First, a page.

Conflict is a very normal and common part of human interaction. Put two personalities in the same room for long enough and you will begin to see some unique dynamics between them. Alignment of perspectives is not always possible and sometimes conflict is the result. Conflict may occur in your relationship with your spouse or partner, with a friend or family member or even someone at work. Managing conflict effectively is an extremely useful skill to acquire, particularly because it helps resolve issues quickly and effectively.
Finding yourself in a conflict situation can sometimes feel quite overwhelming. This is especially true if the other person is quite explosive and threatening. You may feel that the conflict may escalate if not dealt with in the right manner. In other cases you might even feel extremely angry or aggressive yourself. Whatever the case, it is important to remain calm and keep your wits about you. Responding rather than emotionally reacting is the best conflict management skill you can learn. When one responds, one does so calmly and thoughtfully as opposed to reacting which is often driven by emotion and can be irrational. Responding also means you are listening properly. In the midst of conflict it is easy to feel defensive and misinterpret what the other person is saying. When you stop to understand where they are coming from and listen from an empathic standpoint you will find it much easier to respond calmly with the goal of resolution rather than defensiveness.
Of course, you also have your point of view and opinion about the matter. Conflict resolution is not only about hearing someone else’s story and apologising. Responding means thoughtfully and tactfully expressing your opinion and feelings too so that you may reach a compromise in solution. When you go into a discussion from an attacking and blaming stance you automatically position your partner in a defensive position. This will inevitably create an obstacle for them understanding you. Rather, express your opinions and feelings assertively, politely and in a kind manner that encourages empathy and compromise. Remember to be respectful and highlight some positives too. Speaking only about the negatives can also leave people feeling defensive and unable to hear you. Expressing yourself tactfully and responding also means avoiding blame, talking about yourself and your own perceptions and dealing with a behaviour rather than criticizing the person. Try to keep your discussion future orientated. In other words try to speak about how you would like things to be different in the future as opposed to talking about all the things you don’t like about the past. In this way you open the discussion to the area of compromise and finding solutions to problems rather than attacking the person.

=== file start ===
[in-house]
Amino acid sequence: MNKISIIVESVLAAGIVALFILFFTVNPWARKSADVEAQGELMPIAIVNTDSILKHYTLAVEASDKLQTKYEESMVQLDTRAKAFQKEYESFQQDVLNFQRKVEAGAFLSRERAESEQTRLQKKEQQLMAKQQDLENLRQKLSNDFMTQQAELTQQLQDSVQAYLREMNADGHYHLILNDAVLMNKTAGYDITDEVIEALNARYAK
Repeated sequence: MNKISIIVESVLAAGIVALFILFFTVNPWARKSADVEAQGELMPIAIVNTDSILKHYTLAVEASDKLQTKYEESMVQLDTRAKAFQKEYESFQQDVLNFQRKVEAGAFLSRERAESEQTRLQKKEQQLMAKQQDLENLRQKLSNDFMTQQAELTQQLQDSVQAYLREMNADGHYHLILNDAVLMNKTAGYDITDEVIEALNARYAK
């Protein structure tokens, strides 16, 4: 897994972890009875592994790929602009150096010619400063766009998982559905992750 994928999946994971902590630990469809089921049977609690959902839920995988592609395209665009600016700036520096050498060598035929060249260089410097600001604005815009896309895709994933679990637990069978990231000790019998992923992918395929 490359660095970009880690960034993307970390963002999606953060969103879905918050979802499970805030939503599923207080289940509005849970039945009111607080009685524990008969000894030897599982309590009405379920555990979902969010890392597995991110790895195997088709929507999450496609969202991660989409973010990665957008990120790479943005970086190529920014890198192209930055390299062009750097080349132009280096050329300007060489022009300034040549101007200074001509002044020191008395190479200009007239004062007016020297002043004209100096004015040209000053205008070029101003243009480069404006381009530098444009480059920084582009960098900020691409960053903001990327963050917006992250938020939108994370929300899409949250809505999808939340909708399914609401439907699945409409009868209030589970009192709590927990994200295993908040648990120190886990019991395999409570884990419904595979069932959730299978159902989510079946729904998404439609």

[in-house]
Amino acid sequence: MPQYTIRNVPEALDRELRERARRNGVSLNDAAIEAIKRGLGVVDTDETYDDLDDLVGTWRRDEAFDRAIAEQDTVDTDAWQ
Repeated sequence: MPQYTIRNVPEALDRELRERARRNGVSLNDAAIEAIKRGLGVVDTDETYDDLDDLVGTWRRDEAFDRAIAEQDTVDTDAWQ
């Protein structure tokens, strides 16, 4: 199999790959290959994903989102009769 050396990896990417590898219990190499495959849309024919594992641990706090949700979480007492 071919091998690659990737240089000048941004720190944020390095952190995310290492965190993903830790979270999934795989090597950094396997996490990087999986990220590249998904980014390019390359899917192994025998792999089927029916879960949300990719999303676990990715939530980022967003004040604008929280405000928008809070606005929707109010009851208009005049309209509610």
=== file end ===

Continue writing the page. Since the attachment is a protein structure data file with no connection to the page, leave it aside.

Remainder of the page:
Ensure that you also listen to what the other person is asking for and perhaps guide them into discussing what they hope for in the future. In this way you can begin uniting in the solution finding process by discussing ways in which solutions can be found and compromises can be made. Once an agreement is reached, make sure you celebrate that agreement and honour each other’s ability to stick to that agreement. Support is available through psychocflogists with experience in relationships, couples counselling and confidence building.